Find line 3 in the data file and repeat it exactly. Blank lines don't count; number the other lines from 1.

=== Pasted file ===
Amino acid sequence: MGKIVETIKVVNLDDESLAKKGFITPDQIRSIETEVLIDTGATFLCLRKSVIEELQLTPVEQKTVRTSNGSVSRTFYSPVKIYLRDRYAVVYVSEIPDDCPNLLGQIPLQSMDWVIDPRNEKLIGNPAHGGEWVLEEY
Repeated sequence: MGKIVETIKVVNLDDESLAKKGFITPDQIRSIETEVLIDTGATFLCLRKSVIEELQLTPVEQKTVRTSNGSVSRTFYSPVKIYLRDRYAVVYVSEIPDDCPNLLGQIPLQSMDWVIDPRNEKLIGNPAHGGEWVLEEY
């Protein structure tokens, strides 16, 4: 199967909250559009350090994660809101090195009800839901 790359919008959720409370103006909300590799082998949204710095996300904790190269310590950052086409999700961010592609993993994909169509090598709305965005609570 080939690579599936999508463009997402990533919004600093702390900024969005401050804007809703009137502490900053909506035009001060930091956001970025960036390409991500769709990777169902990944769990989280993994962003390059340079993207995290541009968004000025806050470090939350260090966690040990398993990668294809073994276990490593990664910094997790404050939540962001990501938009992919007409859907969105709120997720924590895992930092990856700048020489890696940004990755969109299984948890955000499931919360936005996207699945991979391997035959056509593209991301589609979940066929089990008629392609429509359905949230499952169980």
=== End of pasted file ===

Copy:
């Protein structure tokens, strides 16, 4: 199967909250559009350090994660809101090195009800839901 790359919008959720409370103006909300590799082998949204710095996300904790190269310590950052086409999700961010592609993993994909169509090598709305965005609570 080939690579599936999508463009997402990533919004600093702390900024969005401050804007809703009137502490900053909506035009001060930091956001970025960036390409991500769709990777169902990944769990989280993994962003390059340079993207995290541009968004000025806050470090939350260090966690040990398993990668294809073994276990490593990664910094997790404050939540962001990501938009992919007409859907969105709120997720924590895992930092990856700048020489890696940004990755969109299984948890955000499931919360936005996207699945991979391997035959056509593209991301589609979940066929089990008629392609429509359905949230499952169980």